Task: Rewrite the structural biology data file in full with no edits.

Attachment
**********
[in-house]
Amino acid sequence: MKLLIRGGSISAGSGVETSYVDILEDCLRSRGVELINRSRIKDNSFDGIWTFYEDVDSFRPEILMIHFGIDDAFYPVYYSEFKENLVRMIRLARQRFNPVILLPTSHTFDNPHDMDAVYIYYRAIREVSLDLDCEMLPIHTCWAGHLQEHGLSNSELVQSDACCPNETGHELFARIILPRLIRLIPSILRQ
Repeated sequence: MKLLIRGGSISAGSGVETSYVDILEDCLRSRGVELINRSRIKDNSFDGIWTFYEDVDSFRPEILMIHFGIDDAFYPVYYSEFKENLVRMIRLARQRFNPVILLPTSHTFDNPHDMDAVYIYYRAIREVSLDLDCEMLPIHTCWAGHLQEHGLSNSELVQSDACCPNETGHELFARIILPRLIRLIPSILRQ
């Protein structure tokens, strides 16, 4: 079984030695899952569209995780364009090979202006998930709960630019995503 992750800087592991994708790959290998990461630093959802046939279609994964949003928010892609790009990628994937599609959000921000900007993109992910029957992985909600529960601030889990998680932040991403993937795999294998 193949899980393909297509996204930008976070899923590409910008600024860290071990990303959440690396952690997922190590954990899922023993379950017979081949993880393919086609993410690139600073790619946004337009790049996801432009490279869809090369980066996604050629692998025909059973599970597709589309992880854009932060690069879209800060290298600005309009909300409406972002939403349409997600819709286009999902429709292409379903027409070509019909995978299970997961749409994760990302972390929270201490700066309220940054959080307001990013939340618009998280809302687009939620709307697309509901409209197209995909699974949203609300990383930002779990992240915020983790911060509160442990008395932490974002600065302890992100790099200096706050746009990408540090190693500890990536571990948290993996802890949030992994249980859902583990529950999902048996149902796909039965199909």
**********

[in-house]
Amino acid sequence: MKLLIRGGSISAGSGVETSYVDILEDCLRSRGVELINRSRIKDNSFDGIWTFYEDVDSFRPEILMIHFGIDDAFYPVYYSEFKENLVRMIRLARQRFNPVILLPTSHTFDNPHDMDAVYIYYRAIREVSLDLDCEMLPIHTCWAGHLQEHGLSNSELVQSDACCPNETGHELFARIILPRLIRLIPSILRQ
Repeated sequence: MKLLIRGGSISAGSGVETSYVDILEDCLRSRGVELINRSRIKDNSFDGIWTFYEDVDSFRPEILMIHFGIDDAFYPVYYSEFKENLVRMIRLARQRFNPVILLPTSHTFDNPHDMDAVYIYYRAIREVSLDLDCEMLPIHTCWAGHLQEHGLSNSELVQSDACCPNETGHELFARIILPRLIRLIPSILRQ
């Protein structure tokens, strides 16, 4: 079984030695899952569209995780364009090979202006998930709960630019995503 992750800087592991994708790959290998990461630093959802046939279609994964949003928010892609790009990628994937599609959000921000900007993109992910029957992985909600529960601030889990998680932040991403993937795999294998 193949899980393909297509996204930008976070899923590409910008600024860290071990990303959440690396952690997922190590954990899922023993379950017979081949993880393919086609993410690139600073790619946004337009790049996801432009490279869809090369980066996604050629692998025909059973599970597709589309992880854009932060690069879209800060290298600005309009909300409406972002939403349409997600819709286009999902429709292409379903027409070509019909995978299970997961749409994760990302972390929270201490700066309220940054959080307001990013939340618009998280809302687009939620709307697309509901409209197209995909699974949203609300990383930002779990992240915020983790911060509160442990008395932490974002600065302890992100790099200096706050746009990408540090190693500890990536571990948290993996802890949030992994249980859902583990529950999902048996149902796909039965199909």